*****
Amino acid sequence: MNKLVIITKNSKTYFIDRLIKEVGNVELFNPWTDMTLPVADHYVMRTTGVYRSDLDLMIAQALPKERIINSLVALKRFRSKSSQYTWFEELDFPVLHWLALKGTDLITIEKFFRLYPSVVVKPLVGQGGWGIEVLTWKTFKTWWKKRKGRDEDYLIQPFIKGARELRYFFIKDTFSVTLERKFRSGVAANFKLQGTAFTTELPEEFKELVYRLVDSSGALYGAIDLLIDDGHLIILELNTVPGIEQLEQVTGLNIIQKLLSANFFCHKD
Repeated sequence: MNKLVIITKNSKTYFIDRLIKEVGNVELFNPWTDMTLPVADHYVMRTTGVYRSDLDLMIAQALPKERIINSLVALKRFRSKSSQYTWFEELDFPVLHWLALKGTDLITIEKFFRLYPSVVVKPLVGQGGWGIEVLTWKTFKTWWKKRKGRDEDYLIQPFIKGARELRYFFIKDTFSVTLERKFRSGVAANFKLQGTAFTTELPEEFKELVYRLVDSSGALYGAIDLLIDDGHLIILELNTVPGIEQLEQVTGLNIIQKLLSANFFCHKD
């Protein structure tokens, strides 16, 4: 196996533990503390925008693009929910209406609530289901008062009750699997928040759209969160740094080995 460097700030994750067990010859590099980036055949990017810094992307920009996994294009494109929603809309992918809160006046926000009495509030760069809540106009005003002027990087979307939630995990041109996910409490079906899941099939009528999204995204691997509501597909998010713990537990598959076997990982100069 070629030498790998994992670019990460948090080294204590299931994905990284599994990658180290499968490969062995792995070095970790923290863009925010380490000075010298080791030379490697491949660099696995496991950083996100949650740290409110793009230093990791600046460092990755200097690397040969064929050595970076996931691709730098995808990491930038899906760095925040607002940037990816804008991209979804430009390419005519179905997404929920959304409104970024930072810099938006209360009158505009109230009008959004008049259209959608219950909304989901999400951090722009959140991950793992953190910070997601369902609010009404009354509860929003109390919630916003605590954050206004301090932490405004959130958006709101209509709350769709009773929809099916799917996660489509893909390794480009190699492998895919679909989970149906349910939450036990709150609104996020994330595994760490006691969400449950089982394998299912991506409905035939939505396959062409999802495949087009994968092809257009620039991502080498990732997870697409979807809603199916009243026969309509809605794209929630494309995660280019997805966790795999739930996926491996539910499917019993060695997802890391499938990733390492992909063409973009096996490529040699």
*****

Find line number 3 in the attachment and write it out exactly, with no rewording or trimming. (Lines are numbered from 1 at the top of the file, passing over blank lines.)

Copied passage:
């Protein structure tokens, strides 16, 4: 196996533990503390925008693009929910209406609530289901008062009750699997928040759209969160740094080995 460097700030994750067990010859590099980036055949990017810094992307920009996994294009494109929603809309992918809160006046926000009495509030760069809540106009005003002027990087979307939630995990041109996910409490079906899941099939009528999204995204691997509501597909998010713990537990598959076997990982100069 070629030498790998994992670019990460948090080294204590299931994905990284599994990658180290499968490969062995792995070095970790923290863009925010380490000075010298080791030379490697491949660099696995496991950083996100949650740290409110793009230093990791600046460092990755200097690397040969064929050595970076996931691709730098995808990491930038899906760095925040607002940037990816804008991209979804430009390419005519179905997404929920959304409104970024930072810099938006209360009158505009109230009008959004008049259209959608219950909304989901999400951090722009959140991950793992953190910070997601369902609010009404009354509860929003109390919630916003605590954050206004301090932490405004959130958006709101209509709350769709009773929809099916799917996660489509893909390794480009190699492998895919679909989970149906349910939450036990709150609104996020994330595994760490006691969400449950089982394998299912991506409905035939939505396959062409999802495949087009994968092809257009620039991502080498990732997870697409979807809603199916009243026969309509809605794209929630494309995660280019997805966790795999739930996926491996539910499917019993060695997802890391499938990733390492992909063409973009096996490529040699």